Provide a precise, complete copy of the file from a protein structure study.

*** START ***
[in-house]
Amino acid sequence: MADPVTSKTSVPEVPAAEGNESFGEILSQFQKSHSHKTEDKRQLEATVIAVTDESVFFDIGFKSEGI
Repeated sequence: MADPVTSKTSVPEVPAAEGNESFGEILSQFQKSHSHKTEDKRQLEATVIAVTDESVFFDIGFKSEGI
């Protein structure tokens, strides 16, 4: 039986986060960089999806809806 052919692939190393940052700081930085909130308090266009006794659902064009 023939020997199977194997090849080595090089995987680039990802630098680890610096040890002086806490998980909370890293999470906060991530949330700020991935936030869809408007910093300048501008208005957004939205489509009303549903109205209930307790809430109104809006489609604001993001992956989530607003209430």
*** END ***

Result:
[in-house]
Amino acid sequence: MADPVTSKTSVPEVPAAEGNESFGEILSQFQKSHSHKTEDKRQLEATVIAVTDESVFFDIGFKSEGI
Repeated sequence: MADPVTSKTSVPEVPAAEGNESFGEILSQFQKSHSHKTEDKRQLEATVIAVTDESVFFDIGFKSEGI
């Protein structure tokens, strides 16, 4: 039986986060960089999806809806 052919692939190393940052700081930085909130308090266009006794659902064009 023939020997199977194997090849080595090089995987680039990802630098680890610096040890002086806490998980909370890293999470906060991530949330700020991935936030869809408007910093300048501008208005957004939205489509009303549903109205209930307790809430109104809006489609604001993001992956989530607003209430």